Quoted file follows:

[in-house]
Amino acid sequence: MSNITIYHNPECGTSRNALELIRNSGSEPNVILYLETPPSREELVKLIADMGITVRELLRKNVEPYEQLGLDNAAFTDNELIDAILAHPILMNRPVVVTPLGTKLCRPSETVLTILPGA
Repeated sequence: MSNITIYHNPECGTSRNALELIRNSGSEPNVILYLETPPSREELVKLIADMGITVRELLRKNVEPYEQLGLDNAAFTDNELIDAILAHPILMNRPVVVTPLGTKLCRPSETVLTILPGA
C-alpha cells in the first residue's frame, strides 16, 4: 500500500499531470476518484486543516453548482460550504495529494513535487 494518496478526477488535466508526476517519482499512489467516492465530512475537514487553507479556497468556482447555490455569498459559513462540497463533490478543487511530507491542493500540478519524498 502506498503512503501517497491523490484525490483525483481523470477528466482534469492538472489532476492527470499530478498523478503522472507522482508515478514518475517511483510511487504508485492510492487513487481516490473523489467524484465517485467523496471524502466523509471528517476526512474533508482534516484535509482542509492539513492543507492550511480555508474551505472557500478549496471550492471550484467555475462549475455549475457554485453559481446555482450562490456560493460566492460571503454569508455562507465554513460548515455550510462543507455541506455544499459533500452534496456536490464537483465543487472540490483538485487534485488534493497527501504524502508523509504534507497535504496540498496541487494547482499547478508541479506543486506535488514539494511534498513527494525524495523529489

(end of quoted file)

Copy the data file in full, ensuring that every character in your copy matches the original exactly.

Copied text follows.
[in-house]
Amino acid sequence: MSNITIYHNPECGTSRNALELIRNSGSEPNVILYLETPPSREELVKLIADMGITVRELLRKNVEPYEQLGLDNAAFTDNELIDAILAHPILMNRPVVVTPLGTKLCRPSETVLTILPGA
Repeated sequence: MSNITIYHNPECGTSRNALELIRNSGSEPNVILYLETPPSREELVKLIADMGITVRELLRKNVEPYEQLGLDNAAFTDNELIDAILAHPILMNRPVVVTPLGTKLCRPSETVLTILPGA
C-alpha cells in the first residue's frame, strides 16, 4: 500500500499531470476518484486543516453548482460550504495529494513535487 494518496478526477488535466508526476517519482499512489467516492465530512475537514487553507479556497468556482447555490455569498459559513462540497463533490478543487511530507491542493500540478519524498 502506498503512503501517497491523490484525490483525483481523470477528466482534469492538472489532476492527470499530478498523478503522472507522482508515478514518475517511483510511487504508485492510492487513487481516490473523489467524484465517485467523496471524502466523509471528517476526512474533508482534516484535509482542509492539513492543507492550511480555508474551505472557500478549496471550492471550484467555475462549475455549475457554485453559481446555482450562490456560493460566492460571503454569508455562507465554513460548515455550510462543507455541506455544499459533500452534496456536490464537483465543487472540490483538485487534485488534493497527501504524502508523509504534507497535504496540498496541487494547482499547478508541479506543486506535488514539494511534498513527494525524495523529489